And that’s another thing that really struck me this time around. Near the end of the book, there’s a huge wad of cosmic philosophy that I’d almost forgotten: what the Tower is, what it’s for, who’s in charge of it, why someone like Roland might be looking for it. The notion of the Tower as the nexus of all universes, of Time (which doesn’t work right in Roland’s world) and Size (that either) and God himself (Who appears to have disappeared), was pretty trippy.

Teresa: I had remembered a lot of the philosophy, but I had forgotten how early it appears in the series. So much about Roland’s world is revealed gradually that I was startled to see all this information on the Tower presented all at once. It does raise the stakes, knowing how important the Tower is, especially since we have no particular reason to be attached to Roland as a person yet.

As fans of the whole series, we’re going to naturally view this book as an exposition to a larger story, but there’s some darned impressive storytelling in this single volume. The flashback to Roland’s coming of age would just about work on its own as a short story, but in the context of the book it helps us to know him better. We see his capacity to friend the unfriendable, as well as his capacity to use his friends to his own advantage—his magnetism and his ruthlessness. This all feeds back into the relationship with Jake, which forms the heart of the book. I loved the dynamic between them.

Jenny: You’re right that this book works really well on its own. Some of the details are tantalizing, and point forward to future books, but others are so satisfying. And the journey with Jake, the love and the pain of that relationship, is wonderfully done. Roland doesn’t ever expect to see another gunslinger, since he’s the last of his kind; finding a kindred spirit in a child from another place and time is strange but somehow perfect for the story.

I do think, though, that the tone of the book — its style — is different from what I consider “normal” Stephen King. It’s not just the lack of typical horror elements (with a few notable exceptions), it’s the quieter, sterner voice. It fits with Roland’s stoic demeanor, but once we get other points of view, things change. I look forward to talking about the way this shifts as we go forward!

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Teresa and I discussed The Gunslinger as part of our Dark Tower readalong. Please join us at any time! If you read The Gunslinger for May (or if you’re catching up later — we are glad to have you whenever you join the Ka-Tet), please leave the link to your post in the comments.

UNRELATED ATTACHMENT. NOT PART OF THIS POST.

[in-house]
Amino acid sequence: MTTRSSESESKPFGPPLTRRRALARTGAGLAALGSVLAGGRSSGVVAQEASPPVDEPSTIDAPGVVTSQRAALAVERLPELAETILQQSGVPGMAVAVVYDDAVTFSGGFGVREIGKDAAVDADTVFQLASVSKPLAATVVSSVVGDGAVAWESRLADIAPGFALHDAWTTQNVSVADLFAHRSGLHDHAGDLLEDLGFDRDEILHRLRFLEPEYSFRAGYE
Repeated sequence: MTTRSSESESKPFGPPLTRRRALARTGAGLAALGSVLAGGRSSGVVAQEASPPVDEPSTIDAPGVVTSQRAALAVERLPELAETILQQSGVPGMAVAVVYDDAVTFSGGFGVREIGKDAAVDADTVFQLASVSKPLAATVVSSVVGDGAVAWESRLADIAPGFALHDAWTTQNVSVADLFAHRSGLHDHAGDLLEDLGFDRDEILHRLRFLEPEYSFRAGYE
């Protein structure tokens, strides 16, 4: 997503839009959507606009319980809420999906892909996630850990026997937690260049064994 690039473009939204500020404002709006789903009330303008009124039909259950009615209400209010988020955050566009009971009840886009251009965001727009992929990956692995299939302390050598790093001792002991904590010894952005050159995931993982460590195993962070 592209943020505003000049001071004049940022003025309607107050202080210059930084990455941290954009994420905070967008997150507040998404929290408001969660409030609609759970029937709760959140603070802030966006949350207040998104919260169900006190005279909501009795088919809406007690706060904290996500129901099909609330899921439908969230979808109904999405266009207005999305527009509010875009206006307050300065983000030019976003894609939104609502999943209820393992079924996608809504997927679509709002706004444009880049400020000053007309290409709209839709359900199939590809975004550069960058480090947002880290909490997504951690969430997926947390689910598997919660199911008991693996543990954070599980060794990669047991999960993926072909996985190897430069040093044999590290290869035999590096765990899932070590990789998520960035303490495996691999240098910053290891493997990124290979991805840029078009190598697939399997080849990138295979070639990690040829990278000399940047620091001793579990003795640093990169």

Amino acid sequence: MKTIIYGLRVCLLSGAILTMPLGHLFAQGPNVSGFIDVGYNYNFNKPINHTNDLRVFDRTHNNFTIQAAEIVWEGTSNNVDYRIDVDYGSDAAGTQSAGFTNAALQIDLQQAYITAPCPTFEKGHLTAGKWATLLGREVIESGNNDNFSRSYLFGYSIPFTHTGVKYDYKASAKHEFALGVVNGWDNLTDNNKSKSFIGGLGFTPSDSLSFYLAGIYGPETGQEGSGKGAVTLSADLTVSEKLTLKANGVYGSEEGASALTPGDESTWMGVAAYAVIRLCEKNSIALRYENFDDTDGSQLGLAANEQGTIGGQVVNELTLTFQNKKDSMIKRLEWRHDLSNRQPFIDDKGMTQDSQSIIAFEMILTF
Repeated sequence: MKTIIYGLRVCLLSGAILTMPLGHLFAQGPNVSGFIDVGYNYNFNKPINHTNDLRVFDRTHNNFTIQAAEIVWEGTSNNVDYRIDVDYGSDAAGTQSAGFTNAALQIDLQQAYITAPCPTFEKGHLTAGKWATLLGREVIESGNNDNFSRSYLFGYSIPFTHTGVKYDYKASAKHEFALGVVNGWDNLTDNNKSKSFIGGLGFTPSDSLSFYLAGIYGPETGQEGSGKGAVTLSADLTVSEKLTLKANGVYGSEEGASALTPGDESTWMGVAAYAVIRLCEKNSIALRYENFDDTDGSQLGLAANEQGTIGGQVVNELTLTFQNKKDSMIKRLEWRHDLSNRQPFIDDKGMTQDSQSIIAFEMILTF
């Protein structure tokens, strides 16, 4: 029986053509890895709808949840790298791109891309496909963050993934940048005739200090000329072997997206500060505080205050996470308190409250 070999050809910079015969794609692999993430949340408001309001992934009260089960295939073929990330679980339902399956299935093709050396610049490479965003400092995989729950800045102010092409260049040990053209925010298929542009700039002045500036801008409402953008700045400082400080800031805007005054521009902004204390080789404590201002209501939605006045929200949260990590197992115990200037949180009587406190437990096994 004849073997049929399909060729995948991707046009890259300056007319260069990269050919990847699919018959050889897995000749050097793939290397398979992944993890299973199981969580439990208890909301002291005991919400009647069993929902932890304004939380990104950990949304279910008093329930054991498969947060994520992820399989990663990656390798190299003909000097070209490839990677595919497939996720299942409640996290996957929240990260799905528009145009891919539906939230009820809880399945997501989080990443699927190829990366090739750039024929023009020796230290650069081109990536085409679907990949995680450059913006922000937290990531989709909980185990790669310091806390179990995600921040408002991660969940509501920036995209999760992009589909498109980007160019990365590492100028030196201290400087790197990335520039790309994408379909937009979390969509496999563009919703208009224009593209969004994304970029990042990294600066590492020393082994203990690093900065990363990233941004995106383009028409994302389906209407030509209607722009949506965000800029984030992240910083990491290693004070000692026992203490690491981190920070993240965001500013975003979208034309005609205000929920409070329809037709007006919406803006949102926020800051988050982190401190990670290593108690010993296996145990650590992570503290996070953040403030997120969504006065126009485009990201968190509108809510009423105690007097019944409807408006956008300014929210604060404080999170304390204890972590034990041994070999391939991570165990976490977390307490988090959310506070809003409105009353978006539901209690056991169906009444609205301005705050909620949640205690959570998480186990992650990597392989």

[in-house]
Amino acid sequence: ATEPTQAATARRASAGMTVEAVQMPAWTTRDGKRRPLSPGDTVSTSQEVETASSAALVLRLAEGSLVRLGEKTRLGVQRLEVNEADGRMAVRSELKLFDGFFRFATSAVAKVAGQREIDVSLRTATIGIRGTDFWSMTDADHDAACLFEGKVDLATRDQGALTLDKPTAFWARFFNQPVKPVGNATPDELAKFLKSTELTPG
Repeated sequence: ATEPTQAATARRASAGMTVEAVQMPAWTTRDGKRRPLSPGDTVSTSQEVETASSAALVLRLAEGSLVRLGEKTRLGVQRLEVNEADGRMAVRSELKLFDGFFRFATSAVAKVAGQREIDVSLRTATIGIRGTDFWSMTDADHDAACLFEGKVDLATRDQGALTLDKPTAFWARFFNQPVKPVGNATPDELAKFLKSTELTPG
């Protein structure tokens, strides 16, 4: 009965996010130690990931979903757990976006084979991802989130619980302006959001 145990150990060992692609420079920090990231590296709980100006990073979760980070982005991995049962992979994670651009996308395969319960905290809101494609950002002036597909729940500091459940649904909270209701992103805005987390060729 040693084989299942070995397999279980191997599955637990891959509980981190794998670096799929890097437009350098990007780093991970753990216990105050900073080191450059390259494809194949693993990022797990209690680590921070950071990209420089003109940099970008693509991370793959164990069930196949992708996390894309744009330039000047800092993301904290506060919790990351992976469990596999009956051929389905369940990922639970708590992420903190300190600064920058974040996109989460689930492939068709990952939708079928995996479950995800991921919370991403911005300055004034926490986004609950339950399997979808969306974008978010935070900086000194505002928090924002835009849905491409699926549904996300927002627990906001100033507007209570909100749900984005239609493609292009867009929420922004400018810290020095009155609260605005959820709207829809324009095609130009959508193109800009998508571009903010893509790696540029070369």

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13 Responses to The Gunslinger

  1. gaskella says:

    Well, you got me hooked from the start. I’ve been some Westerns lately, and this surprised me by fitting into that thread perfectly. Roland is a fascinating character, (in the mould of Clint Eastwood of course), so I couldn’t help but be attracted to him. Looking forward to book 2. Here’s my write-up

  2. Alex says:

    Sounds like something Tarantino would love to adapt!

  3. DeMisty says:

    Every time I think of any one of the books of the series, I think about the ending of the last book, but I won’t talk about that here. I did enjoy that first book, though, The Gunslinger, and I thought that King did a great job with the tone, as mentioned in this post. Although third person, it is totally Roland’s p.o.v., and it feels like Roland. It’s a quiet tone, very spaghetti western-ish, and the pacing is just right.

    What I really enjoyed about this first volume is its eclectic mix of something that mimics the medieval and something that mirrors the American old West. Somehow, it works. And it continues to work, as he draws those others in the subsequent volumes.

    • Teresa says:

      I really enjoyed the tone of this one–it’s impressive how well King ties together the Western and Arthurian feeling of it.

      This will be my first reread since the last book was published, and I am wondering how knowing the ending will color my reading of the whole thing. (I did like the ending, but Jenny and I will be talking more about that in November.)

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  8. Stephen King tried something different with The Dark Tower series. He wrote in the Preface (The Gunslinger) “I wanted to write my own kind of story”.. I guess he succeeded.